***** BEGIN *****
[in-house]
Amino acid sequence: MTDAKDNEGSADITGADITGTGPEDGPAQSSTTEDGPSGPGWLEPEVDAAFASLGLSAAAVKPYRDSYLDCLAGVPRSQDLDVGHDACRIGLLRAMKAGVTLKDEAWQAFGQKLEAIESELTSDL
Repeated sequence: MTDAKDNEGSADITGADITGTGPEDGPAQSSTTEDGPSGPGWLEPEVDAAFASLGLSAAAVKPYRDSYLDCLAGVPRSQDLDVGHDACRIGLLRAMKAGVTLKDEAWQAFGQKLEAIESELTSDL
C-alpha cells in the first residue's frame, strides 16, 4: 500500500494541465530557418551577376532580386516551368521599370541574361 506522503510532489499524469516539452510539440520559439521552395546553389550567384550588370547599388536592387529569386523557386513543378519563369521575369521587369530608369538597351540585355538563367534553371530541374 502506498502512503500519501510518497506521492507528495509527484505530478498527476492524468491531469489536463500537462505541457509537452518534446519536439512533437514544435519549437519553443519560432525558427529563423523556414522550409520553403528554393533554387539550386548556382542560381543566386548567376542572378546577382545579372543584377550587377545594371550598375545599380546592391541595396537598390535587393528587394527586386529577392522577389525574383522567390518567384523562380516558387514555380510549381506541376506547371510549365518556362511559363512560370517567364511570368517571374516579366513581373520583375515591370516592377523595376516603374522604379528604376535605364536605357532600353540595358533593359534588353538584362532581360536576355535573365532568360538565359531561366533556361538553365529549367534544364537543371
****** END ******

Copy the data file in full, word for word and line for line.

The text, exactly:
[in-house]
Amino acid sequence: MTDAKDNEGSADITGADITGTGPEDGPAQSSTTEDGPSGPGWLEPEVDAAFASLGLSAAAVKPYRDSYLDCLAGVPRSQDLDVGHDACRIGLLRAMKAGVTLKDEAWQAFGQKLEAIESELTSDL
Repeated sequence: MTDAKDNEGSADITGADITGTGPEDGPAQSSTTEDGPSGPGWLEPEVDAAFASLGLSAAAVKPYRDSYLDCLAGVPRSQDLDVGHDACRIGLLRAMKAGVTLKDEAWQAFGQKLEAIESELTSDL
C-alpha cells in the first residue's frame, strides 16, 4: 500500500494541465530557418551577376532580386516551368521599370541574361 506522503510532489499524469516539452510539440520559439521552395546553389550567384550588370547599388536592387529569386523557386513543378519563369521575369521587369530608369538597351540585355538563367534553371530541374 502506498502512503500519501510518497506521492507528495509527484505530478498527476492524468491531469489536463500537462505541457509537452518534446519536439512533437514544435519549437519553443519560432525558427529563423523556414522550409520553403528554393533554387539550386548556382542560381543566386548567376542572378546577382545579372543584377550587377545594371550598375545599380546592391541595396537598390535587393528587394527586386529577392522577389525574383522567390518567384523562380516558387514555380510549381506541376506547371510549365518556362511559363512560370517567364511570368517571374516579366513581373520583375515591370516592377523595376516603374522604379528604376535605364536605357532600353540595358533593359534588353538584362532581360536576355535573365532568360538565359531561366533556361538553365529549367534544364537543371